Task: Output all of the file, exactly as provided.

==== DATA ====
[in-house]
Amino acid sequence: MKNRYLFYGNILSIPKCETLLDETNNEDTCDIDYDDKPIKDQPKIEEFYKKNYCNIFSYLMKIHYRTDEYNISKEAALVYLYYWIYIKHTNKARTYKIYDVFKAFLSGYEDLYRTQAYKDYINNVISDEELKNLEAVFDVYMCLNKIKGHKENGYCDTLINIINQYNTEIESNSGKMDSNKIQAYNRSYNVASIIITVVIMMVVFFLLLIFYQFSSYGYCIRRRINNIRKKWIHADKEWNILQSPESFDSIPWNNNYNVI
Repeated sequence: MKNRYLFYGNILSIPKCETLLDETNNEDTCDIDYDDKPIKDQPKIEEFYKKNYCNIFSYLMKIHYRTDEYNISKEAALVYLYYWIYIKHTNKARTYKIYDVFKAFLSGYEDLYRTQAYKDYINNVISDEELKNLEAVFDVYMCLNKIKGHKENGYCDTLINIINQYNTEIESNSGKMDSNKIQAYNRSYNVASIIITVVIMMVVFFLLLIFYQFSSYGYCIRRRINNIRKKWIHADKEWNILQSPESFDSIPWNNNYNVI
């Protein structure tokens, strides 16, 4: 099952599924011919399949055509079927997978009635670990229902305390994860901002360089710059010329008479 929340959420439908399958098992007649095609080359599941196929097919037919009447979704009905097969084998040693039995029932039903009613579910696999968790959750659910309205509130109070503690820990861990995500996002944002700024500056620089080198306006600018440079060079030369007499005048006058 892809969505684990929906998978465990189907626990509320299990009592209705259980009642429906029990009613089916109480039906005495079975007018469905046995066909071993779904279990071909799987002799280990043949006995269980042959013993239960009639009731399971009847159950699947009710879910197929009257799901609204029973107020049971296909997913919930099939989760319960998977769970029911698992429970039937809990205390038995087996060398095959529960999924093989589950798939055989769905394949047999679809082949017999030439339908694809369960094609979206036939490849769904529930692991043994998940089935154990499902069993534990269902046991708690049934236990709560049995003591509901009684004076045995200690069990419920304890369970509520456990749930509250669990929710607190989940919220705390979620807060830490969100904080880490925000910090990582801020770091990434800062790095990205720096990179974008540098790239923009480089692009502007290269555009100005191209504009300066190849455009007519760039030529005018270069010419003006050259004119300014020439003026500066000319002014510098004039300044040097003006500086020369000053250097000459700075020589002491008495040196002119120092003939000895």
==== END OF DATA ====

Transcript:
[in-house]
Amino acid sequence: MKNRYLFYGNILSIPKCETLLDETNNEDTCDIDYDDKPIKDQPKIEEFYKKNYCNIFSYLMKIHYRTDEYNISKEAALVYLYYWIYIKHTNKARTYKIYDVFKAFLSGYEDLYRTQAYKDYINNVISDEELKNLEAVFDVYMCLNKIKGHKENGYCDTLINIINQYNTEIESNSGKMDSNKIQAYNRSYNVASIIITVVIMMVVFFLLLIFYQFSSYGYCIRRRINNIRKKWIHADKEWNILQSPESFDSIPWNNNYNVI
Repeated sequence: MKNRYLFYGNILSIPKCETLLDETNNEDTCDIDYDDKPIKDQPKIEEFYKKNYCNIFSYLMKIHYRTDEYNISKEAALVYLYYWIYIKHTNKARTYKIYDVFKAFLSGYEDLYRTQAYKDYINNVISDEELKNLEAVFDVYMCLNKIKGHKENGYCDTLINIINQYNTEIESNSGKMDSNKIQAYNRSYNVASIIITVVIMMVVFFLLLIFYQFSSYGYCIRRRINNIRKKWIHADKEWNILQSPESFDSIPWNNNYNVI
């Protein structure tokens, strides 16, 4: 099952599924011919399949055509079927997978009635670990229902305390994860901002360089710059010329008479 929340959420439908399958098992007649095609080359599941196929097919037919009447979704009905097969084998040693039995029932039903009613579910696999968790959750659910309205509130109070503690820990861990995500996002944002700024500056620089080198306006600018440079060079030369007499005048006058 892809969505684990929906998978465990189907626990509320299990009592209705259980009642429906029990009613089916109480039906005495079975007018469905046995066909071993779904279990071909799987002799280990043949006995269980042959013993239960009639009731399971009847159950699947009710879910197929009257799901609204029973107020049971296909997913919930099939989760319960998977769970029911698992429970039937809990205390038995087996060398095959529960999924093989589950798939055989769905394949047999679809082949017999030439339908694809369960094609979206036939490849769904529930692991043994998940089935154990499902069993534990269902046991708690049934236990709560049995003591509901009684004076045995200690069990419920304890369970509520456990749930509250669990929710607190989940919220705390979620807060830490969100904080880490925000910090990582801020770091990434800062790095990205720096990179974008540098790239923009480089692009502007290269555009100005191209504009300066190849455009007519760039030529005018270069010419003006050259004119300014020439003026500066000319002014510098004039300044040097003006500086020369000053250097000459700075020589002491008495040196002119120092003939000895």